| Harry Clark, ABATE of New York Safety Officer
As Safety Officer, one of the most often asked questions is, "Can you do something about group riding?" I've been asked that by Chapter Presidents, and even by the ABATE of New York President. And the reason I'm asked to help with group riding is that plenty of people realize that what goes on during group rides is not quite what it should be. We've had problems with group rides, and there have been serious accidents. Chapter members have asked me to work on group riding because they have experienced incidents they did not approve of during group rides.
People go on group rides to enjoy the ride and socialize with their fellow riders. It just isn't as much fun if it isn't done safely. People resent being exposed to extra risk by others' actions. It takes knowledge to do a group ride safely, and have it be an enjoyable experience for all.
As a starter, I would suggest that everyone look into the subject. You can easily Google information on group riding on the Internet. I did a very quick search and came up with some good sites. For example, here's one from the AMA: http://www.ama-cycle.org/roadride/groupRide.asp That page has seventeen tips on group riding, with a link to a page with hand signals: http://www.ama-cycle.org/roadride/groupRideSignals.asp There is yet another link to the MSF, where your Chapter can purchase material on group riding: https://store.msf-usa.org/Store/StoreItems.aspx?cid=1 It took me less than 5 minutes to find those links. There is plenty of information out there. If you enjoy group riding, then take some time and study up on the subject. Your Chapter should do this and provide training, especially to Road Captains.
I won't go into all the points covered by the above articles. What I'll try to do is cover the very basics, and try to explain why it is so important that these basic rules of group riding be followed.
One of the most important rules of group riding is the staggered formation. At anything above 5 mph, riders must stagger their positions in the group. Generally, the first rider takes the left wheel path and the next rider the right wheel path. These two must stay in their separate wheel paths, and never ride side by side, but instead provide one second following distance from each other. Following riders alternate wheel paths, and keep two seconds behind the rider in front. So whichever wheel path you are in, you must provide a full two seconds of distance between yourself and the rider in front of you in your wheel path. You will be one second behind the rider in front of you who is in the other wheel path.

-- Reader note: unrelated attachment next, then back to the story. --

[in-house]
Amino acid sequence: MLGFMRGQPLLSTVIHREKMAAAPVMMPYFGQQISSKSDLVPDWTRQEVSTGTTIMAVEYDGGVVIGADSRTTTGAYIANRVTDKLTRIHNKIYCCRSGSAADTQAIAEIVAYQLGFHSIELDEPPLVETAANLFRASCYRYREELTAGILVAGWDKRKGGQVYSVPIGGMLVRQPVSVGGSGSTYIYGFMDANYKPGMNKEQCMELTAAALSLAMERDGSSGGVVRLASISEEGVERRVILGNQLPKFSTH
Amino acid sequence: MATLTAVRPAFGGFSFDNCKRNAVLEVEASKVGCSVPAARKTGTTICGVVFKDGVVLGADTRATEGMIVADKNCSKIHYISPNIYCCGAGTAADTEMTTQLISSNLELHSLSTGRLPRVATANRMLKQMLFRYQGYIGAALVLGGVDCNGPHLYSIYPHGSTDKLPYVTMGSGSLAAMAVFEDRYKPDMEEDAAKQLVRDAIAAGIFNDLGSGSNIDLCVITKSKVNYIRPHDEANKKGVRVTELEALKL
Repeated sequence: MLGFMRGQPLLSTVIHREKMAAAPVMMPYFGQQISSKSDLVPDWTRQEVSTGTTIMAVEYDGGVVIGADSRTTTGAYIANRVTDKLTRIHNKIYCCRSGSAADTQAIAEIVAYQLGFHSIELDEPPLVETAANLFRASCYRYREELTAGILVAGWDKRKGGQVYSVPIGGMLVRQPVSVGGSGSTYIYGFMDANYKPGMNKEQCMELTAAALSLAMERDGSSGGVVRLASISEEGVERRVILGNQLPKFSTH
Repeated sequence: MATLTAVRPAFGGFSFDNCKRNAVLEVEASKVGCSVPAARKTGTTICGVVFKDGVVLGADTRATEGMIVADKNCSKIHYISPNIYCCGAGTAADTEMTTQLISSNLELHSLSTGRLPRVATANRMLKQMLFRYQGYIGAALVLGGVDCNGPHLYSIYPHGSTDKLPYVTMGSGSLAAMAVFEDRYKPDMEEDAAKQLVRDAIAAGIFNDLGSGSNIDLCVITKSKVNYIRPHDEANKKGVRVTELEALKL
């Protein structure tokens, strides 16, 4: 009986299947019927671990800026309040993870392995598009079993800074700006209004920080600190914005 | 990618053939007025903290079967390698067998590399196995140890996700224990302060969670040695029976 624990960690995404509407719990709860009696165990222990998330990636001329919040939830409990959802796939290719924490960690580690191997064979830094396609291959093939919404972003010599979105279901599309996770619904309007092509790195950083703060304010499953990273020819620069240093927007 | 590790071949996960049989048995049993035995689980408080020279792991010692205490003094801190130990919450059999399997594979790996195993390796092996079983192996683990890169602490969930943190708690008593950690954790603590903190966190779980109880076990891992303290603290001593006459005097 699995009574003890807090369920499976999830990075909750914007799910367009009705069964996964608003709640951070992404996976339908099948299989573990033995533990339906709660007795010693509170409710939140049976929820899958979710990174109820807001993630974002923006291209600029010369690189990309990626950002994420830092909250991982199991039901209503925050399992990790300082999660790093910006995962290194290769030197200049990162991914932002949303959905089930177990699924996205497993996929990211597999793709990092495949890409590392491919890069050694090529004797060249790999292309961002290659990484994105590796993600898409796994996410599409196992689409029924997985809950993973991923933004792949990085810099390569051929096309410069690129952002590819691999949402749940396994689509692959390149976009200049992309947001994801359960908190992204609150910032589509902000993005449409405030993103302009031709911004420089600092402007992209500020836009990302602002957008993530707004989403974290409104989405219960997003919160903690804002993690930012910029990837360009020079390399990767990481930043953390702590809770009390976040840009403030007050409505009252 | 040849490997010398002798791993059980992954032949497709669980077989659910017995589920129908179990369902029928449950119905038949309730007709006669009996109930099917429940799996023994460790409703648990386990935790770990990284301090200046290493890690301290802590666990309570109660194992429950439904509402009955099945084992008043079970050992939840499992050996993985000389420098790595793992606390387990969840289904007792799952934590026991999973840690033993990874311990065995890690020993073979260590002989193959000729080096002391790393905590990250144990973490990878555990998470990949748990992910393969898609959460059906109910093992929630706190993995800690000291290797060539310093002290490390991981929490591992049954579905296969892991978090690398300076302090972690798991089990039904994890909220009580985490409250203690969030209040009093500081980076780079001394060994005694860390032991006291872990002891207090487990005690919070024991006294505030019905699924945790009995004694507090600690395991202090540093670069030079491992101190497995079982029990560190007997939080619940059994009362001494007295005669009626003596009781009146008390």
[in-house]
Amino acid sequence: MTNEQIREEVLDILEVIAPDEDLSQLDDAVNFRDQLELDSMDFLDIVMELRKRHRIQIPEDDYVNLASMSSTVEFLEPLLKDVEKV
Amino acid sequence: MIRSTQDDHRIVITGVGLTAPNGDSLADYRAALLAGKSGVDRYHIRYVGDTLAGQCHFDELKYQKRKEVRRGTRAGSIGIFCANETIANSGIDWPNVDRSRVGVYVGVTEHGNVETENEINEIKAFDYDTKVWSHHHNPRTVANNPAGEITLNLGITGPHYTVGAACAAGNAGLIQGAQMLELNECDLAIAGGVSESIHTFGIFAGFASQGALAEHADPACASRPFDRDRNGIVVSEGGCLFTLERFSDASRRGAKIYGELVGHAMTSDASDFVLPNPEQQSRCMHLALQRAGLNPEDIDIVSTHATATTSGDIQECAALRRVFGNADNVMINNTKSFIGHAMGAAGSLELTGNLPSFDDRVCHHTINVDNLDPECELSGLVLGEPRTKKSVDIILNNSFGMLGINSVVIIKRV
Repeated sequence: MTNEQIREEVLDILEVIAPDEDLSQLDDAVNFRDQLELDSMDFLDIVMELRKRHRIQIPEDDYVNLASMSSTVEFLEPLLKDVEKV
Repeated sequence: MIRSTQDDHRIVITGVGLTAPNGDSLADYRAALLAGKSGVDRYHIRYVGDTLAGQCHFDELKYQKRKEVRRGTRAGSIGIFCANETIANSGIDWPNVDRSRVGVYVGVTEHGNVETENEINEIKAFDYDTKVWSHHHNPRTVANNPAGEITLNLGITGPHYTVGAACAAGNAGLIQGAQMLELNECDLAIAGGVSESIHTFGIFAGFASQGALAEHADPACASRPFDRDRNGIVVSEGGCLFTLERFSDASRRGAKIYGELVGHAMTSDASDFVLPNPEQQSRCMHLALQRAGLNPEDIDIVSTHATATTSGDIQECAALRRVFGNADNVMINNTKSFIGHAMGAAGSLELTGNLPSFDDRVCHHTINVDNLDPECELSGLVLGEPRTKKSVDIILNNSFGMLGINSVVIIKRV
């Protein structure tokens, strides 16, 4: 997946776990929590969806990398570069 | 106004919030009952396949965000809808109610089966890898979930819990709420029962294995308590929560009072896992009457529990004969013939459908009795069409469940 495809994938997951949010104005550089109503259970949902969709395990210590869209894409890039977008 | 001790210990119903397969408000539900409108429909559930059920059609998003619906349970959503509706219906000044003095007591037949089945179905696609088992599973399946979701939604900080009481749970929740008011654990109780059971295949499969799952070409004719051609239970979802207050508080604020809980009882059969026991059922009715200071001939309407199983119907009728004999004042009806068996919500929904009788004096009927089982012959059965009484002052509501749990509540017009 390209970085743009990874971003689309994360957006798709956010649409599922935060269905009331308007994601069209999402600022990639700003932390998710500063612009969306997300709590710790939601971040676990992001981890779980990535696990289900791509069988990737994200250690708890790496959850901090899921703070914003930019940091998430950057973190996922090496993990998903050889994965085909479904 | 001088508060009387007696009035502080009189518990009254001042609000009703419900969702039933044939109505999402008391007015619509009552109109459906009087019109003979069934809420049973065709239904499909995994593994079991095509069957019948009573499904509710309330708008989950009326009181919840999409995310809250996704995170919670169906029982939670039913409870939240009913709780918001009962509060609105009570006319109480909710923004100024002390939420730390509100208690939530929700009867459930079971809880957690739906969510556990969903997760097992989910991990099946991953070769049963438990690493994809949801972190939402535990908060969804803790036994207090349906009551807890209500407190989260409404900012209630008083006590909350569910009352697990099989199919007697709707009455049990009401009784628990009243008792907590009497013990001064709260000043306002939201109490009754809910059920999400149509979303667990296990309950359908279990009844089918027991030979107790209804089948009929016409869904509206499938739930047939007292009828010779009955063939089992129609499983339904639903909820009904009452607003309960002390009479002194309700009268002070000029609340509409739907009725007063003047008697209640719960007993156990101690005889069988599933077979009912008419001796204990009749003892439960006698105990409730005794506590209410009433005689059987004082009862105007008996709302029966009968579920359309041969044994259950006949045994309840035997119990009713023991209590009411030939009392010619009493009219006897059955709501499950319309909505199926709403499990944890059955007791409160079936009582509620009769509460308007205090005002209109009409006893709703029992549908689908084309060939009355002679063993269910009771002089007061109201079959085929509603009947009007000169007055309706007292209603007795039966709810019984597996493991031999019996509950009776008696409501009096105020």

Why must this be done? This is to prevent accidents by allowing each rider a full range of motion to avoid a collision. In a staggered formation, every rider is free to move left or right in an emergency, and has room to stop.
What would happen if there was no staggered formation? Well, if an oncoming car crosses the double-yellow, then what? The rider closest to the double yellow can't move to his right because there is a bike in his way. He's screwed.
There are more things wrong with riding side by side. Even without an oncoming car crossing the double yellow, the guy on the right is not in the right wheel path, he's more likely right near the edge of pavement. On a road without paved shoulders, he's flirting with disaster. He is greatly increasing his chances of running off the road, and having to deal with a drop-off and loose gravel. If he goes past the edge of pavement, he's going down. The guy on the left isn't in the left wheel path, he's crowding the double-yellow and increasing his risk of getting sideswiped by oncoming traffic. I'll have more to say on that subject later.
Staggered formation isn't something nice to do. It's required, not just for your safety, but for the safety of all the riders on the ride.
And as the AMA article points out, there are situations, like a curvy road, where the group should go to single file formation because even the staggered formation isn't enough.